Republican lawmakers began circulating a bill this week that would ease the regulatory path for development on bodies of water.
State Sen. Frank Lasee and state Rep. Adam Jarchow wrote in a memo to their fellow legislators seeking co-sponsors that the bill would facilitate development, leading to more jobs.
“This (legislation) focuses on cleaning up the agency regulations and state laws that have been making Wisconsin less competitive for both residential and commercial growth,” the lawmakers wrote.
Amber Meyer Smith, a lobbyist for environmental advocacy group Clean Wisconsin, called the bill troubling and said it will lead to more development of wetlands.
“These appear to be pretty sweeping changes that are going to have a negative effect on water quality across Wisconsin,” she said. “There are ramifications to building in water bodies, to be sure. With the water quality problems we’re already facing, it’s not a time we should be relaxing our standards.”
Currently, the Department of Natural Resources’ board can designate a number of water bodies as areas of special natural resource interest where construction projects require permits. The types of water bodies include trout streams; surface waters identified as an outstanding or exceptional resource water; waters that contain endangered or threatened species; wild rice waters; wild or scenic rivers; and ecologically significant coastal wetlands.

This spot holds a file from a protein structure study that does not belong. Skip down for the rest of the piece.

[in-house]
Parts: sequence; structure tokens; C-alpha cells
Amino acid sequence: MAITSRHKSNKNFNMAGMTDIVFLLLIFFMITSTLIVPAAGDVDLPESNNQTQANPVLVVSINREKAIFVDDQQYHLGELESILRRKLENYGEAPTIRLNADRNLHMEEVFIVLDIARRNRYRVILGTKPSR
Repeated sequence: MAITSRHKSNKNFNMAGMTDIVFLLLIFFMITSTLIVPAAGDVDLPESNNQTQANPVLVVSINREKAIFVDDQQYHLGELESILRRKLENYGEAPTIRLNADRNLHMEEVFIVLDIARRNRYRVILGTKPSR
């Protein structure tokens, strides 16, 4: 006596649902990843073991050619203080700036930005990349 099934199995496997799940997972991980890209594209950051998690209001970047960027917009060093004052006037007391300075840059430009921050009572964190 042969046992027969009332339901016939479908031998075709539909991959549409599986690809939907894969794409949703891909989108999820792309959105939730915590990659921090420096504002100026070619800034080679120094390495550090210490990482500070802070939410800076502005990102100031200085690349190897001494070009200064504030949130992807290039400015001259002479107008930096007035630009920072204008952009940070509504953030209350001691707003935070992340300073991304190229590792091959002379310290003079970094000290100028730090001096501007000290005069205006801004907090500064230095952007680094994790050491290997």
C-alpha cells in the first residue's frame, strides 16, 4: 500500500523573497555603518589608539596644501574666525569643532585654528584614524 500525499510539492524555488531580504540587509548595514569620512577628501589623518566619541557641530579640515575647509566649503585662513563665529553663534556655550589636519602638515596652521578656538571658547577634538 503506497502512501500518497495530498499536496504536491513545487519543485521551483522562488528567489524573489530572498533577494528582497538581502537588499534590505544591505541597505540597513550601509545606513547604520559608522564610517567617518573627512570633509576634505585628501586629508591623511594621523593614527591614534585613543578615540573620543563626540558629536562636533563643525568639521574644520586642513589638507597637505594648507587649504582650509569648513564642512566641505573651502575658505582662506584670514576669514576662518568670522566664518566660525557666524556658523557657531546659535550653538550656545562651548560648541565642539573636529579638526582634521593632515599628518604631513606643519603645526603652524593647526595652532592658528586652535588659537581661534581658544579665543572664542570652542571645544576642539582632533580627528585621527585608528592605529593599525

Under the bill, the designation could apply only to portions of waters with endangered species, wild rice waters, coastal wetlands and wild or scenic rivers.
The Legislature’s budget committee, not the DNR board, would approve such designations.
The bill also directs the DNR to issue general permits allowing limited dredging on inland lakes and exempts permits for dredging man-made waterways such as cranberry bogs and stormwater ponds.
Projects that discharge materials into wetlands would be exempt from permits if the material originates from a roadside ditch or a stormwater retention basin. The DNR also would have to allow stormwater management ponds in waterways as a means for property owners to achieve nonpoint pollution standards.
Lasee and Jarchow also began circulating a companion bill that would overhauls a number of other property-related regulations. That proposal prohibits counties from enacting countywide development bans, requires that if a local ordinance is unclear a judge must rule in the property owner’s favor and prohibits local governments from restricting the ability of property owners to sell or transfer their titles.
The bills’ chances are unclear.
A spokeswoman for Senate Majority Leader Scott Fitzgerald didn’t immediately respond to an email.
Kit Beyer, a spokeswoman for Assembly Speaker Robin Vos, said Vos generally supports efforts “to strike a balance between private property rights and protecting the environment” but wants to take a closer look at the bills and talk with GOP members before moving forward on them.
Lawmakers are currently on their holiday break. Neither house is scheduled to reconvene until at least mid-January.